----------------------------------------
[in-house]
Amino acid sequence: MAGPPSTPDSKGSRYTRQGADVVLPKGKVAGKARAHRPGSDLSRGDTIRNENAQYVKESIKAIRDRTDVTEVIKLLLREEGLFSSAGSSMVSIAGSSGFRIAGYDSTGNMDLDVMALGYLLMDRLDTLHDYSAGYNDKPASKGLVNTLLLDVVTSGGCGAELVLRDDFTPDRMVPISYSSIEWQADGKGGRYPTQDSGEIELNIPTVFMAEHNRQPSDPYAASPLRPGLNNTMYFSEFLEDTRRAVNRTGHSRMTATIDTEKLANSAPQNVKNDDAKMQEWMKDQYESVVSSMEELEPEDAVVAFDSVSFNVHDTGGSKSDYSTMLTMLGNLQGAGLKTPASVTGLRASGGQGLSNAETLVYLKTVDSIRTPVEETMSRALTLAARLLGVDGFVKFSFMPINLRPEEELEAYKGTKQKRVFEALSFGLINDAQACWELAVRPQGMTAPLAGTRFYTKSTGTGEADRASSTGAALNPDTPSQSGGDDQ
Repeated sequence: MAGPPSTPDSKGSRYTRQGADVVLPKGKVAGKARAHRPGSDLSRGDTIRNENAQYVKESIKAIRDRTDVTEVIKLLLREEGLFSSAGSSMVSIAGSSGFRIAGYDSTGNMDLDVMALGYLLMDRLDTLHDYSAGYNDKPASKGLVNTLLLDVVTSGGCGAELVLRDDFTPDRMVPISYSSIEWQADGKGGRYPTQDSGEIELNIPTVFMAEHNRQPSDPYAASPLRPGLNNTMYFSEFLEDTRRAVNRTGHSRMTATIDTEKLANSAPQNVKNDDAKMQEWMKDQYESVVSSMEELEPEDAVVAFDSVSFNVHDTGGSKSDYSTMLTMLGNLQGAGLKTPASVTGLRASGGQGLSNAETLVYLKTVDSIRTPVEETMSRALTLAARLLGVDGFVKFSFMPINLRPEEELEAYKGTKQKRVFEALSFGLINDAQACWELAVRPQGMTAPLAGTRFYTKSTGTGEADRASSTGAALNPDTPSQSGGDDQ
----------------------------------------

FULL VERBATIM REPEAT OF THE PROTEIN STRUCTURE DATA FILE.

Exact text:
[in-house]
Amino acid sequence: MAGPPSTPDSKGSRYTRQGADVVLPKGKVAGKARAHRPGSDLSRGDTIRNENAQYVKESIKAIRDRTDVTEVIKLLLREEGLFSSAGSSMVSIAGSSGFRIAGYDSTGNMDLDVMALGYLLMDRLDTLHDYSAGYNDKPASKGLVNTLLLDVVTSGGCGAELVLRDDFTPDRMVPISYSSIEWQADGKGGRYPTQDSGEIELNIPTVFMAEHNRQPSDPYAASPLRPGLNNTMYFSEFLEDTRRAVNRTGHSRMTATIDTEKLANSAPQNVKNDDAKMQEWMKDQYESVVSSMEELEPEDAVVAFDSVSFNVHDTGGSKSDYSTMLTMLGNLQGAGLKTPASVTGLRASGGQGLSNAETLVYLKTVDSIRTPVEETMSRALTLAARLLGVDGFVKFSFMPINLRPEEELEAYKGTKQKRVFEALSFGLINDAQACWELAVRPQGMTAPLAGTRFYTKSTGTGEADRASSTGAALNPDTPSQSGGDDQ
Repeated sequence: MAGPPSTPDSKGSRYTRQGADVVLPKGKVAGKARAHRPGSDLSRGDTIRNENAQYVKESIKAIRDRTDVTEVIKLLLREEGLFSSAGSSMVSIAGSSGFRIAGYDSTGNMDLDVMALGYLLMDRLDTLHDYSAGYNDKPASKGLVNTLLLDVVTSGGCGAELVLRDDFTPDRMVPISYSSIEWQADGKGGRYPTQDSGEIELNIPTVFMAEHNRQPSDPYAASPLRPGLNNTMYFSEFLEDTRRAVNRTGHSRMTATIDTEKLANSAPQNVKNDDAKMQEWMKDQYESVVSSMEELEPEDAVVAFDSVSFNVHDTGGSKSDYSTMLTMLGNLQGAGLKTPASVTGLRASGGQGLSNAETLVYLKTVDSIRTPVEETMSRALTLAARLLGVDGFVKFSFMPINLRPEEELEAYKGTKQKRVFEALSFGLINDAQACWELAVRPQGMTAPLAGTRFYTKSTGTGEADRASSTGAALNPDTPSQSGGDDQ